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Clean power: More than PR fluff?  

2007-03-26 10:56:04|  分类: 默认分类 |  标签: |举报 |字号 订阅

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Clean power: More than PR fluff?

Hundreds of companies are going green withrenewable power - and environmentalists say it's more than justbunk.

By Steve Hargreaves,CNNMoney.com staff writer
March 20 2007: 3:12 PM EDT

NEW YORK (CNNMoney.com) -- Corporate America is doing backflipsover renewable energy.

Google(Charts)announced plans last October to get 30 percent of its electricityfrom the sun. Wal-Mart(Charts)put out a call for solar panels last December in a bid toeventually get all its energy from renewable sources.

Clean power: More than PR fluff? - liblog - Liblog 第九传媒
Democratic presidential candidate John Edwards talks about his planfor America to conserve energy. (March 20)
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WellsFargo (Charts)pays a premium on 42 percent of their electric bill that goes tosupport clean energy, with Johnson &Johnson (Charts),DuPont(Charts),HSBC, and Cisco(Charts)among some 600 other companies in a similar arangement.

Now this all sounds well and good, but how far will this reallygo in nursing the nascent renewable energy field, and how much isjust public relations fluff?

"It's 98 percent real and 2 percent PR," said Mike Eckhart,president of the American Council on Renewable Energy, a groupformed to promote the use of green energy. "The CEOs can't just paylip service anymore, the employees read the papers too."

Eckhart held out Wal-Mart's plan to buy what he said weremassive amounts of solar panels (Wal-Mart wouldn't say how many),as an example of corporate America's commitment to renewablepower.

"These are our customers, and they are starting to buy in verylarge amounts," he said. 'And there are thousands of corporationsin this country, when they start to move as a herd, it's huge."

As a representative from the renewable power business, Eckhartcould be expected to paint the best picture possible.

But other environmental groups were also cautiously optimisticon corporate America's newfound love of all things green.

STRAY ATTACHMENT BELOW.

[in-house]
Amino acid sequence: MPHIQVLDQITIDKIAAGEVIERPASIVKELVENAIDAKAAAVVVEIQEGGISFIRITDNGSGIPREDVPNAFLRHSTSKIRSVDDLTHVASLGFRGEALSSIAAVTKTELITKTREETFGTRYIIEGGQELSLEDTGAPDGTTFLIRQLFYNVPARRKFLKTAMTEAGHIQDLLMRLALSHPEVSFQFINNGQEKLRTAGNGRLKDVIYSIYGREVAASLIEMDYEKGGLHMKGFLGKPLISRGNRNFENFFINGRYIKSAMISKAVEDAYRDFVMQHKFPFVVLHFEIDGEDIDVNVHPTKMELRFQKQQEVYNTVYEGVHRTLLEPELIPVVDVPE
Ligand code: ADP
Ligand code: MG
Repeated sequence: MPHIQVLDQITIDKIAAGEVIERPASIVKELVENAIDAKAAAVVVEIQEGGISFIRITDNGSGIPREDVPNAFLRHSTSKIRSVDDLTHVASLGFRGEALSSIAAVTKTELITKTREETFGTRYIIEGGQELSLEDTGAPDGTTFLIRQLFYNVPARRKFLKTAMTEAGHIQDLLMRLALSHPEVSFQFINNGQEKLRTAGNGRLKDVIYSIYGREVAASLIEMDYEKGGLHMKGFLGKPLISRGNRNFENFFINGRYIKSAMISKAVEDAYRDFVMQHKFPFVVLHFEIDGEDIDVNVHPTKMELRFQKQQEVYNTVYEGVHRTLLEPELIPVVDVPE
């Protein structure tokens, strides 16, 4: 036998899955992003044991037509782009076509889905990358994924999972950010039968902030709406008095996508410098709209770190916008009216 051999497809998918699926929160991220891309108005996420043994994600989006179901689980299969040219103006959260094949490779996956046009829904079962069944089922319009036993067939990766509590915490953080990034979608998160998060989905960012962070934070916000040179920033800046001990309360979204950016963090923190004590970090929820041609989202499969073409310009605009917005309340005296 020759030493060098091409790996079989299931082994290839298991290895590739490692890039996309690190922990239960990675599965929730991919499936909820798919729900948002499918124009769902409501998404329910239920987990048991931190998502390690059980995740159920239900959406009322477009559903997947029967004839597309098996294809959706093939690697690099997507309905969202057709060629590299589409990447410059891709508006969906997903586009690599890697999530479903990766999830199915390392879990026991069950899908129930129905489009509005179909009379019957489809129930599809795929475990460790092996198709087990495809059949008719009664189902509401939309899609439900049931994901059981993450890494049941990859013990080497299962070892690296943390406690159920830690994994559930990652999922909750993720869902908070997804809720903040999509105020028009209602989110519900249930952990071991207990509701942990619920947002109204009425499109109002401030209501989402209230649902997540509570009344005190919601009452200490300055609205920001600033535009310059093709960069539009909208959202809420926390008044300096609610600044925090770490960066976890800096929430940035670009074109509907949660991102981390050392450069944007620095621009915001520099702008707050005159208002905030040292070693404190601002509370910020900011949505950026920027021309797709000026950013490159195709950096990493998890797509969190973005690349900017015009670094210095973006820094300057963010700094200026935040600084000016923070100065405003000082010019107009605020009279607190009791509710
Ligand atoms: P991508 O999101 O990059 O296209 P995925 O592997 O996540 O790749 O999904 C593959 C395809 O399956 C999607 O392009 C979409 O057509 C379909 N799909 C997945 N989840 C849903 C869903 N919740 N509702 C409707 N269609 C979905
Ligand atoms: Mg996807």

"It's absolutely no substitute for a federal renewable energystandard or a cap on carbon emissions," said John Coequyt, anenergy policy specialist at Greenpeace. "But it's certainly apositive first step, and I think their commitment to climate changeis pretty sincere at this point."

The commitment generally comes in two forms: installingrenewable energy directly at a property, or paying someone else toproduce it.

In the case of big-box retail stores, with massive roof spaceand relatively little electricity use, installing solar power makessense.

Coequyt said all sorts of big-box retailers are taking advantageof state incentives to offset the costs. "For those companies, thedecisions being made are purely economical," he said.

For large scale industrial users, or firms with less room toactually generate power on site, paying someone else is anotheroption.

Known as renewable energy credits, the company pays a premium onits electric bill, or part of its bill. That money then goes toproducers of renewable power, kind of like a subsidy, netting themabove-market rates for their power.

"It's a very effective means of bringing on new renewablecapacity," said Gabe Petlin, a program director at 3 Phases Energy,which brokers deals between renewable energy producers andcompanies. "Without it, (the producers) are really left sellingtheir electricity as a pure commodity, like coal, which ischeaper."

3 Phases and its competitors also run similar programs withutilities, allowing residential customers to pay a little more ontheir electric bill to support clean power.

The ultimate goal is that enough people will use renewableenergy so producers have the economies of scale that will reducecosts, or that costs of producing electricity from fossil fuelswill rise, or some type of combination of the two.

In the meantime, consumers that opt for the program get thepiece of mind knowing they helped nurture the industry.

"We need development of new energy sources and we wanted to bepart of that," said Mary Wenzel, vice president of environmentalaffairs at Wells Fargo. "It's good business for Wells Fargo and ourshareholders."

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